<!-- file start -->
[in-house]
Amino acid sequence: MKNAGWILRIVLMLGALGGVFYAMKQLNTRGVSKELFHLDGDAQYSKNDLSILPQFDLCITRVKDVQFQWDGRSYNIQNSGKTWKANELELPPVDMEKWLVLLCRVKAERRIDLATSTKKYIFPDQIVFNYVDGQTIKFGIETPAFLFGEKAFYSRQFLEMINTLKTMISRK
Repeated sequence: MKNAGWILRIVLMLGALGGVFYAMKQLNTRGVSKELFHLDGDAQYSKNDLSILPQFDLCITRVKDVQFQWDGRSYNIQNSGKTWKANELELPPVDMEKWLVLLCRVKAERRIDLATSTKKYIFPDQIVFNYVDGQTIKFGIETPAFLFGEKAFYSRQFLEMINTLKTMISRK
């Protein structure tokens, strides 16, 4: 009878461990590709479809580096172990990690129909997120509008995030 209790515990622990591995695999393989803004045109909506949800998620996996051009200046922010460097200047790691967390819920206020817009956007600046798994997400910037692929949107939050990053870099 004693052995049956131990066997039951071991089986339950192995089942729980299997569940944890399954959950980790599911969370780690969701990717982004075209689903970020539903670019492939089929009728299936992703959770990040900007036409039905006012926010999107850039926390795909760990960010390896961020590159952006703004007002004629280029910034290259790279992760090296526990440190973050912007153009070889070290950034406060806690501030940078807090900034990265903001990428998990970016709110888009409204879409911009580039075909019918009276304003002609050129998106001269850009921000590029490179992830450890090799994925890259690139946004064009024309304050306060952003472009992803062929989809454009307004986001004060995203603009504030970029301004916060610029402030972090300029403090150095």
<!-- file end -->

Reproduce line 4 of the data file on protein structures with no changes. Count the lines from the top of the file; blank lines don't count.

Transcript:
């Protein structure tokens, strides 16, 4: 009878461990590709479809580096172990990690129909997120509008995030 209790515990622990591995695999393989803004045109909506949800998620996996051009200046922010460097200047790691967390819920206020817009956007600046798994997400910037692929949107939050990053870099 004693052995049956131990066997039951071991089986339950192995089942729980299997569940944890399954959950980790599911969370780690969701990717982004075209689903970020539903670019492939089929009728299936992703959770990040900007036409039905006012926010999107850039926390795909760990960010390896961020590159952006703004007002004629280029910034290259790279992760090296526990440190973050912007153009070889070290950034406060806690501030940078807090900034990265903001990428998990970016709110888009409204879409911009580039075909019918009276304003002609050129998106001269850009921000590029490179992830450890090799994925890259690139946004064009024309304050306060952003472009992803062929989809454009307004986001004060995203603009504030970029301004916060610029402030972090300029403090150095």